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Lecture 4

PHIL111 13/14 WEEK 4.docx

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PHIL 111
Jon Miller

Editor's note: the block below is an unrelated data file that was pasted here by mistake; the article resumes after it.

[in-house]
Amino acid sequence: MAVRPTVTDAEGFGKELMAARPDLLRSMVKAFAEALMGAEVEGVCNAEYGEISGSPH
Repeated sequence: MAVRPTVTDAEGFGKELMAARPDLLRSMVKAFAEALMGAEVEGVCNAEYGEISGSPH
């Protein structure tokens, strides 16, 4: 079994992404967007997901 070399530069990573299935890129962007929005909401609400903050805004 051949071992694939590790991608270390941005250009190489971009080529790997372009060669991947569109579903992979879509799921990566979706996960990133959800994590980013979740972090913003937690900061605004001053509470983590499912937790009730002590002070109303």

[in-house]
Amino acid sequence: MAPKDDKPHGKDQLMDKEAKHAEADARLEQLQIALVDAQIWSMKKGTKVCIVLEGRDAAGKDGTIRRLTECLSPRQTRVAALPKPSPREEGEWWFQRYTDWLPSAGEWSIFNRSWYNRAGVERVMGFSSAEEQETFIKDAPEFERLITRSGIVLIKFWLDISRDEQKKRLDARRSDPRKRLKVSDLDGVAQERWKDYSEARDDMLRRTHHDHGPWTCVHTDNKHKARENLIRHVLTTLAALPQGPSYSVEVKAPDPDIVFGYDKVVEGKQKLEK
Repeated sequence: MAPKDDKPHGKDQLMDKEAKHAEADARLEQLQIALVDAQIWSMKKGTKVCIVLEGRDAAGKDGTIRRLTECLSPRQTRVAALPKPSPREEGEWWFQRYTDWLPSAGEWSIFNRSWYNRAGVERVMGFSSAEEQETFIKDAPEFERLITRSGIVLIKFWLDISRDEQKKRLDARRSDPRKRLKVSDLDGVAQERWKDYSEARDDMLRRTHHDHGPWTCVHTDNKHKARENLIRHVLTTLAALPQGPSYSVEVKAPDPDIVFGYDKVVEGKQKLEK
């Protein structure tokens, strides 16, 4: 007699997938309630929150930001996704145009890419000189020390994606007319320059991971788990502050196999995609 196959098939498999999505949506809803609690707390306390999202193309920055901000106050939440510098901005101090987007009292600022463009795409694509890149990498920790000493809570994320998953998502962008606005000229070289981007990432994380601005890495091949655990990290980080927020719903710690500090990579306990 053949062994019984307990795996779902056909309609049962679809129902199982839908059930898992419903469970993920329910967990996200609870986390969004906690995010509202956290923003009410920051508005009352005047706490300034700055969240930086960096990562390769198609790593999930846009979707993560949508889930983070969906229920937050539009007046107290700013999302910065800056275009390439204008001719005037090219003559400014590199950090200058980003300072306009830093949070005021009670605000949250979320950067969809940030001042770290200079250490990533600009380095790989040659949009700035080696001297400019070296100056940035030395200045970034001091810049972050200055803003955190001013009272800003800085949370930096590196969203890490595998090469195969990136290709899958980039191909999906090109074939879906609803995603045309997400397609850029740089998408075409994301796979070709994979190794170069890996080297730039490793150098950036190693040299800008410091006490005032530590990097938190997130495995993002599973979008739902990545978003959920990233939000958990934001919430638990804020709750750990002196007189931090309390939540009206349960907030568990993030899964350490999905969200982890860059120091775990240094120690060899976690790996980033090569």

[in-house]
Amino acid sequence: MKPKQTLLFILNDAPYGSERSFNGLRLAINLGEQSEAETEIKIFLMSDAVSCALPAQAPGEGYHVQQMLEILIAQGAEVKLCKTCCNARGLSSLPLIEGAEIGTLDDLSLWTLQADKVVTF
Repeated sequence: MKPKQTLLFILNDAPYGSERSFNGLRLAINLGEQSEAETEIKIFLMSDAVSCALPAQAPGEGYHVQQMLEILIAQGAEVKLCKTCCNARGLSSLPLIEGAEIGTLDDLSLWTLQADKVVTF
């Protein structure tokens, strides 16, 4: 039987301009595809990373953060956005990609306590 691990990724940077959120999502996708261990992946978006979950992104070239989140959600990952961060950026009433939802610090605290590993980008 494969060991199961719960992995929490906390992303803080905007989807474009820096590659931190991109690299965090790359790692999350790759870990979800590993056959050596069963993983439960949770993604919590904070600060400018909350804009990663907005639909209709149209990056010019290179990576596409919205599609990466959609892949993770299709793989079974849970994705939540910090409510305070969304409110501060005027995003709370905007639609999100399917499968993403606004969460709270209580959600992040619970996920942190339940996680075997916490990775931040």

Week 4 October 1, 2013 Aquinas’s Five Ways - Short for “Five Ways of Proving God’s Existence” - All arguments follow the same basic course: starting with something familiar and widely accepted, they attempt to deduce the existence of some transcendent cause - The Five Ways 1. The Argument from Motion o Since everything that moves is moved by another, there exists an unmoved mover 2. The Argument from Efficient Causation o Something cannot be its own cause, but instead, causes come in series; since the series of causes cannot extend to infinity, there is a first cause- god 3. The Modal Argument o Given the existence of contingent beings, there is an absolutely necessary being- god 4. The Argument from Gradation o Given the existence of comparative goods- given that one thing is better in comparison to another, there is a maximally good being 5. The Argument from Teleology o All things act for an end; since unconscious and unintelligent things cannot supply their own end, some intelligence gives it to them- god The Argument from Modality 1. Some things can fail to exist 2. Not everything can fail to exist o Sub-proof  If something can fail to exist, then there must have been a time when it has failed to exist  If everything can fail to exist, then there must have been a time when nothing existed  But if there were such a time, the world would not exist, for something can only exist if brought into existence by something else which already exists  So not everything can fail to exist 3. Something which cannot fail to exist is something which exists necessarily 4. If it exists necessarily, either it is or isn’t created by something else which is necessary 5. The series of necessary beings cannot be infinite 6. So there is a being that is necessary per se or in itself 7. That being is god The Argument from Teleology - “Teleology” is a compound of Greek words “telos” (end) and “logas” (reason/account) o Teleology is the reason for a thing’s end/purpose; structure towards an end 1. All things have ends and act for what is best 2. The consistency with which they achieve their ends show that they do so not by accident but by design 3. Some of the things that have ends and act for what is best lack consciousness 4. Because they lack consciousness, they cannot pursue their ends on purpose 5. Because they cannot pursue their ends on purpose, they must be guided to them by something else, something that is able to strive for ends purposely (eg. Archer and arrow) 6. Therefore, there is something with consciousness guiding the actions of non-conscious beings, and that being is god October 2, 2013 Pascal vs. the Scholastics - Anselm and Aquinas’s arguments are different but share one crucial feature: they are for the existence of god; they purport to prove that god (conceived in a specific way) exists - Pascal did not offer arguments purporting to prove the existence of god, but to prove that it is rational to believe that god exists The Text - Pascal’s dates: 1623-1662 - Did not publish anything philosophical, but left behind a notebook of planned defence of Christianity (Pensees de M.Pascal sur la religion et sur quelques autres sujects) - The Pensees has many sections; we wi
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